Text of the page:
This Greek wine is in a class of its own. The orange wine is semi-sparkling, off-dry and intoxicatingly rich. Made from indigenous varietals—97 percent Debina grapes (white) and three percent Vlahiko grapes (red)—the wine is produced in the Loannina region of Greece. Complex in both aroma and taste, this sparkling wine has notes of brown butter, baking spices, cooked peaches, marmalade and tart yellow raspberries. You can pair it with literally anything, from cheese plates to gamey meats to seafood and even heavier pasta dishes with cream-based sauces.
Ludovic Chanson Implicite 2015 ($25)
This stunner from the Loire is produced by winemaker Ludovic Chanson. Made from 100 percent old vine Chenin Blanc, which was converted to organic farming practices in 2009 when Chanson purchased the vineyard, it is naturally fermented in new oak. On the palate, there’s an oxidative salinity, notes of quince, ginger and chamomile. While this wine can be drunk now, Chanson recommends letting it rest to acquire more age, which is rare for natural wines. It would be interesting to buy a case of this wine and open one every winter to see how it progresses each year. It’s definitely a bottling for special occasions.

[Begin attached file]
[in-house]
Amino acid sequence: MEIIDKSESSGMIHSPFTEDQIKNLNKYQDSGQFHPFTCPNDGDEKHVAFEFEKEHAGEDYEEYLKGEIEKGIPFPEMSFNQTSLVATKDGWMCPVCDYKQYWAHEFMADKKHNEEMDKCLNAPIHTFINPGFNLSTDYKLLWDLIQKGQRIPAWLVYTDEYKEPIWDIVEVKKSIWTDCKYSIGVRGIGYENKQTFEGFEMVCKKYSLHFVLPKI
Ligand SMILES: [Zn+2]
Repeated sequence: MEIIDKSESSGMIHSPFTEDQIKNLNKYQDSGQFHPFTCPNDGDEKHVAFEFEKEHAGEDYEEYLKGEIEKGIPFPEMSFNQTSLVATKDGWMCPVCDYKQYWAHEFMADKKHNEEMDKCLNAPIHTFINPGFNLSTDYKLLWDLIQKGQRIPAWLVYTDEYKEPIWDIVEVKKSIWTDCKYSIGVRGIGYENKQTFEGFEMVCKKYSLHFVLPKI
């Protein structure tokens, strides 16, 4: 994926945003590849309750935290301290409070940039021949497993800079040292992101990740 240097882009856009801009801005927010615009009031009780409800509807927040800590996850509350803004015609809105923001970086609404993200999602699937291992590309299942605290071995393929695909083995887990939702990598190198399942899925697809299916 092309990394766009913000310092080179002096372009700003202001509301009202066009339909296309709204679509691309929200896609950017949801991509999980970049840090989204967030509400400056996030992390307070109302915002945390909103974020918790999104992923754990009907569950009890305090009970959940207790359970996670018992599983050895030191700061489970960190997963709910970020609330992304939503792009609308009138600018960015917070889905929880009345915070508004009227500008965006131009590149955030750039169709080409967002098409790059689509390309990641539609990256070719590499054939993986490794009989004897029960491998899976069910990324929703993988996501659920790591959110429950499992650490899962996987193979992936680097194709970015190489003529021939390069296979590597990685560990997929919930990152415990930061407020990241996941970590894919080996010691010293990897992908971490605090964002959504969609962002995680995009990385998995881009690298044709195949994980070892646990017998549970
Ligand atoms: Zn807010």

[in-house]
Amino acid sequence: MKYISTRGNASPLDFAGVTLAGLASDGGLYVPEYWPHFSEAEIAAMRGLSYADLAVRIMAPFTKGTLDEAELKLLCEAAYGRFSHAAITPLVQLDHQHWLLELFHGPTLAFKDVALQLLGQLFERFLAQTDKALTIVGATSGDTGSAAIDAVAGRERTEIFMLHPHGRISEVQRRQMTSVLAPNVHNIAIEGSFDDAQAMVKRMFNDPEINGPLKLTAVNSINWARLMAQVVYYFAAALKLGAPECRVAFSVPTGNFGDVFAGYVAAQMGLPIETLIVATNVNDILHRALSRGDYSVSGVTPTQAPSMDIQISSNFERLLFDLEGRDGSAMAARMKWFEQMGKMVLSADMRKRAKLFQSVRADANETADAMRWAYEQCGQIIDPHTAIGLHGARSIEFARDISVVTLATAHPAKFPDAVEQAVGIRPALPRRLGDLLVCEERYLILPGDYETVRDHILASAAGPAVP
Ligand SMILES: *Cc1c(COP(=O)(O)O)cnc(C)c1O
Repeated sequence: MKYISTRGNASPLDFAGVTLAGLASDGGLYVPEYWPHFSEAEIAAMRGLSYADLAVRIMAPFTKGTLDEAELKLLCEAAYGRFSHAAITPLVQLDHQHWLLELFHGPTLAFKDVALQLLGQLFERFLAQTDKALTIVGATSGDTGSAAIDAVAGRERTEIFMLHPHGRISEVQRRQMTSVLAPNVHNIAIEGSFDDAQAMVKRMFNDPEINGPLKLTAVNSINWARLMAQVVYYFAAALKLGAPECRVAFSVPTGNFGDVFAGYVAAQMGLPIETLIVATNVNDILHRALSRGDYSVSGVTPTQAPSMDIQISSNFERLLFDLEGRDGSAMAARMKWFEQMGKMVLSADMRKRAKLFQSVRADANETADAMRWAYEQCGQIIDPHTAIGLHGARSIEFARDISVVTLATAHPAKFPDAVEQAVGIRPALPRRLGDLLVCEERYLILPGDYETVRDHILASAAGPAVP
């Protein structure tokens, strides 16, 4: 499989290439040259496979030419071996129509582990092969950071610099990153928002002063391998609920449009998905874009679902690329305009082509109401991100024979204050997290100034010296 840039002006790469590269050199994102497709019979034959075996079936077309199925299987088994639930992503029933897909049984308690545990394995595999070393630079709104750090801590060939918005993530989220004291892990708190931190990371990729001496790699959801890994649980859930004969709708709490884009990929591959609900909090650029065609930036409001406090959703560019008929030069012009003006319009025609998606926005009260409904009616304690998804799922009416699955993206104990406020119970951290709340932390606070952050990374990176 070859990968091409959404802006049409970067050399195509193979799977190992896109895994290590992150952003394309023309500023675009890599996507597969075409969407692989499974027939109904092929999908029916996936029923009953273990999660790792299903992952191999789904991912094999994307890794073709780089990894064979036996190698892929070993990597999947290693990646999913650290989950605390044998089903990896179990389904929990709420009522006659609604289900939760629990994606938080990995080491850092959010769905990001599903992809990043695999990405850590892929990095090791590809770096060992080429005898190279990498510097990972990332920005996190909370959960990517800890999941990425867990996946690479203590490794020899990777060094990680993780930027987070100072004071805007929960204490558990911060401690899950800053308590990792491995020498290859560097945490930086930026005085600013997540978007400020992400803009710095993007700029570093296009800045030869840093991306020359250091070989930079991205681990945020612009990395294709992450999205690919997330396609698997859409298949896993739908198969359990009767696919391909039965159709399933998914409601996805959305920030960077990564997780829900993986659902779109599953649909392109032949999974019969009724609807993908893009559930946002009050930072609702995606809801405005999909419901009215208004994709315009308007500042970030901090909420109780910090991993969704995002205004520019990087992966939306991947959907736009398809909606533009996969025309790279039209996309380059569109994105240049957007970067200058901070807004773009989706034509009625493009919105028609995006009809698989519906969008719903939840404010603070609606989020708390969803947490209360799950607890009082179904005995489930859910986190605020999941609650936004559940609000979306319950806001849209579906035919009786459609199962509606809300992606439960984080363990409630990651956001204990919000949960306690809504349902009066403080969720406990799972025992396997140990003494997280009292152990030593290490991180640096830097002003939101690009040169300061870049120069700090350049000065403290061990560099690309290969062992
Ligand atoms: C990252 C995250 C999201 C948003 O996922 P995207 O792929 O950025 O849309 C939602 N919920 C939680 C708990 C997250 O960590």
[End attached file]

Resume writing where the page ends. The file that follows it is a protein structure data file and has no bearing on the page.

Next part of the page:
Aphros Loureiro 2017 ($17)
This Portuguese natural wine has garnered somewhat of a cult following in the last year, and with good reason. Produced by winemaker Vasco Croft, the Aphros line of wines are all made with grapes that are grown using biodynamic farming. Each bottling ranges in funkiness and weirdness (in a good way), this being one of the more accessible options available. Produced from 100 percent Loureiro grapes from the Vinho Verde DOC region, this white is vivacious and lively in the glass. On the palate, it is bursting with bright, citrusy flavors. There’s an abundance of acid at the forefront, then the wine opens up to reveal softer notes of green apple, fresh peaches, celery and fennel. With a long, lasting finish, this beauty would pair wonderfully with shellfish, cheese and fresh fruit.